Notes, thoughts and observations - Compiled weekly
Interesting employment trend as the remote work trend (WFH) creates economic benefits in the labor market as we see a 1% increase in the labor participation of mothers. A couple of reasons why I think this is significant. First it creates a way for parents and caregivers to efficiently work part time as they balance other responsibilities.
Second, and more critically, it allows full-time workers to provide part-time childcare for school-age children. By eliminating the commute, parents can drop kids off at school, attend events and generally support their children WITHOUT the need to take time off. This is a huge productivity boost and allows parents to stay fully in the workforce.
Meanwhile inflation remains sticky as the Shelter category continues to drive CPI. Despite interest rates, a shortage of available residential real estate still exists. All of this led me to think that the prospect of a Federal Reserve interest rate cut is wishful thinking.
Speaking of interest rates, there are a lot of hullabaloo about the so called “wall of maturity”, but if you look at the maturities, you’ll notice more of a ramp from 2025 through 2028. Still a risk, but also not everything at once. I would expect a protracted period of pain. This along with ongoing CRE risks will hang a heavy cloud over debt markets for quite some time.
Wrapping up with Artificial Intelligence we are seeing two important trends. First a repatriation of high-end chips due to global supply concerns (Taiwan) and technological advances (Extreme ultraviolet lithography) which are expected to leapfrog domestic chip production by Intel. Second Nvidia chip supply issues are causing companies like OpenAI to spend an enormous amount ($7-9B) on GPUs per year. Long term this will influence companies (Apple, Tesla, Samsung) to design their own purpose-built chips.
Once-dominant Big Three are now facing fierce competition
A stark reminder of where the “big three” auto makers rank by market cap. If the future of automotive is electric, Tesla obviously has an early advantage. Toyota takes a slightly different track with hybrids. Maybe you’ve never heard of BYD, but the Chinese manufacturer has already seen success with exporting vehicles.Continue Reading…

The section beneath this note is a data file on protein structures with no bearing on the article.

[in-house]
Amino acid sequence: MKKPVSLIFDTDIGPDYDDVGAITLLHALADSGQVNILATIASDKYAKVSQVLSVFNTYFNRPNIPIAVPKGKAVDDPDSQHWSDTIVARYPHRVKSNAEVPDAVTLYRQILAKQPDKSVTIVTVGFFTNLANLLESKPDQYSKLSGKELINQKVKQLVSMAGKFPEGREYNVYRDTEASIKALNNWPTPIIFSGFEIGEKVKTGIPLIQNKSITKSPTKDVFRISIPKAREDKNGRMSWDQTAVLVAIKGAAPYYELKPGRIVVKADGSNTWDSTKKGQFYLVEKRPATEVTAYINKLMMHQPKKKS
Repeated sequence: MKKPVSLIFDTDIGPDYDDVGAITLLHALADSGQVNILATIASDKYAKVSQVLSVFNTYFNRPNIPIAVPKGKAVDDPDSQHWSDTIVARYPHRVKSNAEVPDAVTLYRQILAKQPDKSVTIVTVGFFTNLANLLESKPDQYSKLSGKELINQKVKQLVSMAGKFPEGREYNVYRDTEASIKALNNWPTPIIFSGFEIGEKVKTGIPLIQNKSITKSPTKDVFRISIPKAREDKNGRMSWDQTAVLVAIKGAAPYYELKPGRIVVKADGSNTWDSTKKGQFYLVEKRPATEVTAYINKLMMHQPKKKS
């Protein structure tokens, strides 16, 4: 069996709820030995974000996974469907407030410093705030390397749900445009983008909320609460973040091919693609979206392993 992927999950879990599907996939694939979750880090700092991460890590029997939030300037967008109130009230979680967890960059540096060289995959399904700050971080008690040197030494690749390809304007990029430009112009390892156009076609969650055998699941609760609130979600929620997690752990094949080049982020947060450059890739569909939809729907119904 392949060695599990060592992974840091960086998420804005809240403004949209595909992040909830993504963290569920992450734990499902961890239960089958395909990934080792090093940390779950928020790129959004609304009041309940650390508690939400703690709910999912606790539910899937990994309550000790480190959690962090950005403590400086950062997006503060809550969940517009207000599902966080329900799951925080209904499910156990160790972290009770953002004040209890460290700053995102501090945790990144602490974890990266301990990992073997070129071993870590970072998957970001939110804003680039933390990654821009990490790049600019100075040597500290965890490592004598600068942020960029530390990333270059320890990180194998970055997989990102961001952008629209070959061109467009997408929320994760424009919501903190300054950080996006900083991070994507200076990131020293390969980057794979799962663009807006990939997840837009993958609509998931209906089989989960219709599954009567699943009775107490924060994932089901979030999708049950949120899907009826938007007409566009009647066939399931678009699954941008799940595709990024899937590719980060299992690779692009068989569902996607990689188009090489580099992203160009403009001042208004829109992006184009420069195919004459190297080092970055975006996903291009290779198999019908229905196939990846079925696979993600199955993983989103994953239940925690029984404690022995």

The bubble repeated, for different underlying speculative reasons but effectively the same boom-bust cycle. What happens next to employment and the broad economy is likely a replay of the early 2000s.
@Prcwrites does a great job covering the technical aspects, I’d like to add some perspective from the employment.Continue Reading…
Below is a list of tools and sites I use for my daily media consumption. This list is not exhaustive and represents the top-tier level of information I consume.
Curated SubStack and equivalents. Most are free but I have upgraded to pay for several very valuable authors. Delivered daily, topics range from tech, economy to local (Charlotte, NC) news
Hey is a great email tool from 37Signals that makes sorting, categorizing, tracking email a breeze. All the newsletters go to “the feed” which is an auto-expiring list of emails that reads more like an endless scrolling timeline or blog. Love this product.
RSS / Newsfeed
I use RSS to track various news sources including tech, business, security, national defense and local sources. Most major publications maintain active RSS feed, though sometimes you need to search for them. Inoreader is my new favorite RSS aggregation tool.
I was a long time user of Feedly but more frequently found features behind the paywall. I also experienced several feeds not updating even though the origin site was posting content. Not sure what is going on there, but either way I need to see the latest content everywhere.Continue Reading…